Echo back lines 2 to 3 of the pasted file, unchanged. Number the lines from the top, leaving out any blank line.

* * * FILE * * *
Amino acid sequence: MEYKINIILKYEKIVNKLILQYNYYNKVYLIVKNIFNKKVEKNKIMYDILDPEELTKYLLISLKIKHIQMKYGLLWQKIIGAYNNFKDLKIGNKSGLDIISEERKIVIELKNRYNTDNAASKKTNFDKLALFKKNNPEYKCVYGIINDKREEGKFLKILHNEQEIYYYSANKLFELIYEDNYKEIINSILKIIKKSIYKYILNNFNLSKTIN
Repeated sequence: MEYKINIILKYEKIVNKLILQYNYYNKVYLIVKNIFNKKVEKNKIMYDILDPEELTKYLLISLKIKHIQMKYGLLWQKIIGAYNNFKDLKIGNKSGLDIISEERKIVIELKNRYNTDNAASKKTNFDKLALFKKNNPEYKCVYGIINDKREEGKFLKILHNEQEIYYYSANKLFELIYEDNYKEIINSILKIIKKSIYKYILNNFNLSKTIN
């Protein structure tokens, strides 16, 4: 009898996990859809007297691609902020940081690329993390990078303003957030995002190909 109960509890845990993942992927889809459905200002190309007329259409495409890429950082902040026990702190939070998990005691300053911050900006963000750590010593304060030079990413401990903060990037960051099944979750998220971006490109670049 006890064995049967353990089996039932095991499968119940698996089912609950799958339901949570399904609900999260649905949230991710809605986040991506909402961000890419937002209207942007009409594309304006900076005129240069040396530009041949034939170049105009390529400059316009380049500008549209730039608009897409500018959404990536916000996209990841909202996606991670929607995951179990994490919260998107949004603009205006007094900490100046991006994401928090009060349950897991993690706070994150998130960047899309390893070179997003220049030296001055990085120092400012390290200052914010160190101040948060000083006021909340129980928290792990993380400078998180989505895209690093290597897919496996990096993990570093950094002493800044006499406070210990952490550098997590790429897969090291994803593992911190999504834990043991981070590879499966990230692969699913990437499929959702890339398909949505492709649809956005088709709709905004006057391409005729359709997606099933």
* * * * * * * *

Repeated sequence: MEYKINIILKYEKIVNKLILQYNYYNKVYLIVKNIFNKKVEKNKIMYDILDPEELTKYLLISLKIKHIQMKYGLLWQKIIGAYNNFKDLKIGNKSGLDIISEERKIVIELKNRYNTDNAASKKTNFDKLALFKKNNPEYKCVYGIINDKREEGKFLKILHNEQEIYYYSANKLFELIYEDNYKEIINSILKIIKKSIYKYILNNFNLSKTIN
């Protein structure tokens, strides 16, 4: 009898996990859809007297691609902020940081690329993390990078303003957030995002190909 109960509890845990993942992927889809459905200002190309007329259409495409890429950082902040026990702190939070998990005691300053911050900006963000750590010593304060030079990413401990903060990037960051099944979750998220971006490109670049 006890064995049967353990089996039932095991499968119940698996089912609950799958339901949570399904609900999260649905949230991710809605986040991506909402961000890419937002209207942007009409594309304006900076005129240069040396530009041949034939170049105009390529400059316009380049500008549209730039608009897409500018959404990536916000996209990841909202996606991670929607995951179990994490919260998107949004603009205006007094900490100046991006994401928090009060349950897991993690706070994150998130960047899309390893070179997003220049030296001055990085120092400012390290200052914010160190101040948060000083006021909340129980928290792990993380400078998180989505895209690093290597897919496996990096993990570093950094002493800044006499406070210990952490550098997590790429897969090291994803593992911190999504834990043991981070590879499966990230692969699913990437499929959702890339398909949505492709649809956005088709709709905004006057391409005729359709997606099933």